Becoming Host Parents and redefining “momhood”

Greenheart Exchange is always on the lookout for host families for our awesome international high school students coming to live the USA life.  All kinds of people host for all kinds of reasons, and we love to hear about what brings families to commit to hosting a foreign exchange student. Brandi and her husband, Dane, decided to host after a 10-year infertility struggle and the experience helped Brandi redefine her “momhood.” Here’s her story.

Embracing a new journey

I had accepted that after a 10-year infertility struggle, I would never get pregnant or have kids of my own.  I was embracing this new journey.  Dog Mom.  Wife.  Aunt.  Teacher.  And then, I went to a cooking class with my husband to learn how to make pork chops and apple turnovers. And my life changed.

We were joined at our table by a lady with curly brown hair and a teenage girl.  We learned that they had just moved to town.  The teenage girl was a foreign exchange student who would be attending the school where I taught.  And the lady was her host mom and also a local coordinator who assisted and supported other host families and exchange students. After some conversation, the lady gave us her card and said, “You’d make great host parents!”

Becoming Host Parents

Dane and I looked at each other…  Had we finally found a way to have a kid?  After class, we decided that we could do this!  So, I emailed the coordinator, filled out the application, and waited to hear if we were approved to be host parents. Not long after, we were approved, and it was time to pick a kiddo!

Our local coordinator sent us some student applications, but we struggled to find our perfect fit. We wanted someone who loved dogs. While kids can be moved to another home if they aren’t a fit, Dane and I felt strongly that once we agreed to bring a student into our home, that kid was there to stay. And then, we received “the” application.  She was holding a puppy in her profile picture!

And so, we said, “YES!” to Bruna from Brazil.  I started emailing Bruna to get to know her a bit better before she arrived.  We even Skyped with her and our nieces.  I was so excited and so nervous.  Looking at Dane, I questioned, “Are we ready for this?!”  I could not believe we were finally going to have a two-legged kiddo in our home.

Arrival and Becoming a Family

On December 28, our dream came true.  Our host daughter, Bruna, arrived to live with us for 6 months.  We hugged, we took pictures, and we brought her home (without her bags because they were lost…)  And that is when the adventure really began!

Now, I realize that a foreign exchange student is not your own child.  You do not adopt this kid and she has loving parents back in Brazil.  But when you decide to host, you welcome her into your home and treat her as your daughter. And so, you are a family.

We had an absolutely incredible experience with Bruna during her semester in the United States. She helped us look at life through new eyes and see the magnificent wonders around us.  And we have continued to develop our relationship since she went back to Brazil.  She has visited us, and we have visited her.  Her Brazilian family is amazing, and her parents openly share Bruna with us, accepting us into their family with open arms!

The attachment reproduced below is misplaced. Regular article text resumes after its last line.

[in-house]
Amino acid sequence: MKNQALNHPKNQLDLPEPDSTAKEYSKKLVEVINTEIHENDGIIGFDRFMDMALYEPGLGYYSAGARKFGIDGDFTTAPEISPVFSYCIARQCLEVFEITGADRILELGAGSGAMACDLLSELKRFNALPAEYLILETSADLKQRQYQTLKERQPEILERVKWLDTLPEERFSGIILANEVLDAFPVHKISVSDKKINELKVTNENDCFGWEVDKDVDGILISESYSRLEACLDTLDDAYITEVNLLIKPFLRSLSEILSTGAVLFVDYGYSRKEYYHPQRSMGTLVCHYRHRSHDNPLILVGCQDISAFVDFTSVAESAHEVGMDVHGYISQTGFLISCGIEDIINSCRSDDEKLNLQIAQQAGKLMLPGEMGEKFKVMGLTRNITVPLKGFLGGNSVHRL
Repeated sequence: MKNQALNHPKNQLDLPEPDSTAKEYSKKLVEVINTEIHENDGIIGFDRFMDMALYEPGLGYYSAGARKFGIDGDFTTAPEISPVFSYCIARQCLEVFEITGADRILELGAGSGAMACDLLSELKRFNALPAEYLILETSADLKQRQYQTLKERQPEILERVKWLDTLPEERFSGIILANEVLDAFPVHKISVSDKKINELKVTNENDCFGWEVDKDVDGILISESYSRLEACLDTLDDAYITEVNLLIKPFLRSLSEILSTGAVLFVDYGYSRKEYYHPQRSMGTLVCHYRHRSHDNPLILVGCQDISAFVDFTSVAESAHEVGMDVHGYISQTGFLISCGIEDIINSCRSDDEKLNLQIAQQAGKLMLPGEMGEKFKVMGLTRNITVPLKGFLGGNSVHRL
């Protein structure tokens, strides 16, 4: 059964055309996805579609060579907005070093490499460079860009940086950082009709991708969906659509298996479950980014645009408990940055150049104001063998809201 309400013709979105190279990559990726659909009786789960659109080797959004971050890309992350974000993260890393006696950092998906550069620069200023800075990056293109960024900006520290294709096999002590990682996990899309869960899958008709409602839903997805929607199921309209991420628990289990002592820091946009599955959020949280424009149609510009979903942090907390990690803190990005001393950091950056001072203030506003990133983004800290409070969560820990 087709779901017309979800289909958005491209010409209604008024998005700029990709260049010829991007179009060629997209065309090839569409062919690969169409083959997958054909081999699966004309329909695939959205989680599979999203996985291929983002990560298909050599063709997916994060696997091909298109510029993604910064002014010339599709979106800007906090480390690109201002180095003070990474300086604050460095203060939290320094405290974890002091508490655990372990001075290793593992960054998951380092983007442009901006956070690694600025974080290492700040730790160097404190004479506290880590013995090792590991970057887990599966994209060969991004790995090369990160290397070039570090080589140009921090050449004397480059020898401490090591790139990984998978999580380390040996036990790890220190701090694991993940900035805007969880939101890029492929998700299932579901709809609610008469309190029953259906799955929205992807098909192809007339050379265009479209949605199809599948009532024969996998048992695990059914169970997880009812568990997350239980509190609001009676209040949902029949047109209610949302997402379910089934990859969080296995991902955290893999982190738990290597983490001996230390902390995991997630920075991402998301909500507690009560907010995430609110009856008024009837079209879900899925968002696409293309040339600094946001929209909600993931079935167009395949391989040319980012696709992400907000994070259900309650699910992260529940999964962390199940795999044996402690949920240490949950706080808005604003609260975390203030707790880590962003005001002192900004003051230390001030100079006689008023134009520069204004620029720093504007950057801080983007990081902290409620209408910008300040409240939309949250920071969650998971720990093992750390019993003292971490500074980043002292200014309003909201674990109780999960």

Our hosting story is not unique.  Friends that we made while hosting keep in touch with their kids, too.  And their exchange sons and daughters have returned to visit them, as well. Hosting grows your family, expands your world, and helped us embrace a new path.

Some Tips from Brandi on hosting

Brandi has a video on her website about the hosting experience. Here are just a few tips she shares in that video.

  1. Hug your exchange student the minute they arrive. Hug them every day. They are far from home, far from their parents. Let them know you are there for them.
  2. Do NOT treat the kid like a houseguest. The kid will be with you for a while. From the get-go, give them some chores so they are truly part of the family and part of your home.
  3. Make time to do some of those family activities you’ve always wanted to do—road trips, family reunions, festivals, experiences that show your exchange kid the USA. And include the little day-to-day things too–make s’mores, watch classic movies together, shop for prom dresses, go bowling…
  4. The kid is a teen. Your home has rules.  They are strangers when they come into your home. Accept that there will be awkward moments and difficult conversations. This is a relationship like any other. Talk about expectations, have honest conversations, and treat each other with respect.
  5. You will see your space through new eyes. Watching your host child adapt to life in the USA, you will get to hear about their world too. It’s an incredible experience to see everyday things through their eyes.

Thank you, Brandi, for sharing your story.  If you’d like to read more from Brandi, please visit

If you are interested in hosting an exchange student, please visit today.